Bernie Sanders pays his staff less than his proposed minimum wage

It was not completely clear why the wage dispute began so swiftly after the campaign and the union reached the initial agreement, though at that point the campaign had yet to assemble its sprawling roster of field organizers. But on May 17, Shakir convened an all-staff meeting, during which he recommended raising the pay for field organizers to $42,000 and changing the workweek specifications, according to an email he later wrote to staff. The union draft indicated he was seeking to extend the workweek to six days.

Shakir pressed for a swift vote so he could make budget decisions and decide how many field organizers to hire, according to his email.

The union rejected his offer, because the raise would have elevated field staff to a pay level responsible for paying more of their own health-care costs, according to the draft proposal the union was preparing this week.

The campaign workers decided to press harder. On July 11, dozens logged into Slack, the popular instant-messaging service used by the campaign’s employees, and began bombarding Shakir with appeals to raise pay for field organizers.

“Hi @Faiz,” the messages began. They poured in from across the country.

“I am struggling financially to do my job, and in my state, we’ve already had 4 people quit in the past 4 weeks because of financial struggles,” wrote one field organizer. Another employee said his co-workers “shouldn’t have to get payday loans to sustain themselves.”

A third said he supported the demands for higher wages “because I need to be able to feed myself.” A fourth quoted a line Sanders often uses in speeches, writing, “As you know, real change never takes place from the top on down, it always takes place from the bottom on up.”

The messages caught Shakir’s attention, and later that day he sent an email to the staff thanking them for their comments. “I do believe you are owed an explanation for the situation we find ourselves in,” he wrote in an email obtained by The Post.

In his email, Shakir recapped his thinking from May 17 and expressed regret with the outcome.

“I have no idea what debates and conversations were had, but candidly, it was a disappointing vote from my perspective,” he wrote of the union’s decision to reject his proposal. “But the campaign leadership respected the union process and the will of the membership.”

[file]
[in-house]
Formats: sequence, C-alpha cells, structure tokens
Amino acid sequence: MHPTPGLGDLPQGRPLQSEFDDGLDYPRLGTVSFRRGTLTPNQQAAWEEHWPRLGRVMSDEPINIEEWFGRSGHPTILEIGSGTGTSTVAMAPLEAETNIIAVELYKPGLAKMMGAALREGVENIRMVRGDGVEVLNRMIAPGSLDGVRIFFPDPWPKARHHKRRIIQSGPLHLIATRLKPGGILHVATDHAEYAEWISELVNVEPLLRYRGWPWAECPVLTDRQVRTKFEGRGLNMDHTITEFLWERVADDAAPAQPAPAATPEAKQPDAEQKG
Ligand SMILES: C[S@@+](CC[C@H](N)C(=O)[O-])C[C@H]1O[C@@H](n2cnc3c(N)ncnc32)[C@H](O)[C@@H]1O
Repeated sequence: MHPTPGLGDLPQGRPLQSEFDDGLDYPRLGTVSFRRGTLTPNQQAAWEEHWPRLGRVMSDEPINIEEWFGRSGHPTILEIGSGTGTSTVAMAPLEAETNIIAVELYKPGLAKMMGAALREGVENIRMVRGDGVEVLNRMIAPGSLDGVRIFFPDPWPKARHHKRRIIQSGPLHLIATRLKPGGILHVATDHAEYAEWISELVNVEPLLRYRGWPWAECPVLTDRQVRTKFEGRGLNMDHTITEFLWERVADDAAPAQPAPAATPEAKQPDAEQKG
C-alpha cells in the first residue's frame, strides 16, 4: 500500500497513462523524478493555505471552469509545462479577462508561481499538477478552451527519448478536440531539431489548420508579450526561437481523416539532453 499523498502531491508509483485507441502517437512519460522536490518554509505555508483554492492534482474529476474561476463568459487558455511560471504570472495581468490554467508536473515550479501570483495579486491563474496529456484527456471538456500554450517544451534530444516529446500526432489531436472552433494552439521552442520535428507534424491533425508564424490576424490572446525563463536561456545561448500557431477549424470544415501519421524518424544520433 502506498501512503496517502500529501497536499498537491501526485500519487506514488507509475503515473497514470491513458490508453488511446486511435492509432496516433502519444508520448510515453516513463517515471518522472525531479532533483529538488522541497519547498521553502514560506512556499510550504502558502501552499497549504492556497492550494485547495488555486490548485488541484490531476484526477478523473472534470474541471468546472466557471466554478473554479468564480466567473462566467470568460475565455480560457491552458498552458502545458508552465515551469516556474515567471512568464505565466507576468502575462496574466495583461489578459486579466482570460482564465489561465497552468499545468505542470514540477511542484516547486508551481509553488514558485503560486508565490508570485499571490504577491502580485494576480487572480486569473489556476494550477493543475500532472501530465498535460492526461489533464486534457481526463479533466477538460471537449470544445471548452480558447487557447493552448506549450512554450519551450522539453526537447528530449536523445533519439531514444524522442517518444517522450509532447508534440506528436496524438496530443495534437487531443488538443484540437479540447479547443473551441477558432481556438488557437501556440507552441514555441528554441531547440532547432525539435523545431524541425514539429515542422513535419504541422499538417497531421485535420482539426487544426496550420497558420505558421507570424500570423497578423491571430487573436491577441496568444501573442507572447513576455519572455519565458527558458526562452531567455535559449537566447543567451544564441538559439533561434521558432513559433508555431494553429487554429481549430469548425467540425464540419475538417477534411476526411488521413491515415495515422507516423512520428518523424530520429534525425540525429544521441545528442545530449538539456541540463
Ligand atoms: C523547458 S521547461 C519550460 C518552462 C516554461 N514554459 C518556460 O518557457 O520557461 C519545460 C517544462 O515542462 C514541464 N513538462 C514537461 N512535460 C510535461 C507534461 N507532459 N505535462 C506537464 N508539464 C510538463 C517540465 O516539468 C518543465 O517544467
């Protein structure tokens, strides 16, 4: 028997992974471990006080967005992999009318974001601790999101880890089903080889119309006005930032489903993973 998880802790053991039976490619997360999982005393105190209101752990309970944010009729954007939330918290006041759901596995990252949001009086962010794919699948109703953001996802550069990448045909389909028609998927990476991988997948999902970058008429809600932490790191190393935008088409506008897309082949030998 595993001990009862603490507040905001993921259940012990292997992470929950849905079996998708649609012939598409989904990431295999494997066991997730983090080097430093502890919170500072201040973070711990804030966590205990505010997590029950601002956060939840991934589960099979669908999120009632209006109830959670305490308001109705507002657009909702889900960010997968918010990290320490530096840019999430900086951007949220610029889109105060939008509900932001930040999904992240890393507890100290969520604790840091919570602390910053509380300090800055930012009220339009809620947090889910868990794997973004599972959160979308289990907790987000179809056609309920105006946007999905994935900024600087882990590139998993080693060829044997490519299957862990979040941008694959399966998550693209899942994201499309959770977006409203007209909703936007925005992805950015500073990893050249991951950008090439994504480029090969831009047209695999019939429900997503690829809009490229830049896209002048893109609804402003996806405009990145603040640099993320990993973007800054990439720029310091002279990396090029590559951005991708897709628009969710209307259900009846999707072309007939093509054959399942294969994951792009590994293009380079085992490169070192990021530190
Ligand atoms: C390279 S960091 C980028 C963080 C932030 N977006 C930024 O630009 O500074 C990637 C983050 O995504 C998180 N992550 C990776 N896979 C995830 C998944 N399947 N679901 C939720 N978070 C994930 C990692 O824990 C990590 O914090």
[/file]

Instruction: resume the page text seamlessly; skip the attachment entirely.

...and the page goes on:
Shakir said that it would be damaging to the campaign’s budget to implement a pay hike after expanding field staff based on previously planned salary figures. In conclusion, he said, he would negotiate the matter only through the channels established by the union arrangement.

This week, the union, in conjunction with the Sanders campaign staffers it represents, has been preparing to send Shakir a new proposal. According to a draft of the proposal obtained by The Post, they are asking for $46,800 for field organizers and $62,400 for regional field directors.

The draft also asked the campaign to cover 100 percent of the health-care costs for employees making $60,000 per year or less. Under the current agreement, the campaign pays all premiums for salaried employees making $36,000 or less per year. Those making more are covered at a rate of 85 percent.

It also requested that the campaign reimburse field staff for automobile transportation at $0.58 per mile.

“We expect negotiations and concessions to be given to this committee by July 31st at the latest, given the urgent nature of raising pay for Field staff and the unsustainability of the current situation,” the draft said.

Sanders, meanwhile, has continued his push for a $15-an-hour wage across the country, hailing the bill recently passed by the House to set that as the federal minimum. In an online video, his campaign featured an Iowa woman who has fought cancer and says she is struggling on $8.25 an hour from her job at McDonald’s.

“Today, we say as loudly and clearly as we can to McDonald’s: Pay your workers a living wage and negotiate with a union!” Sanders says as the video concludes.

Source Article from

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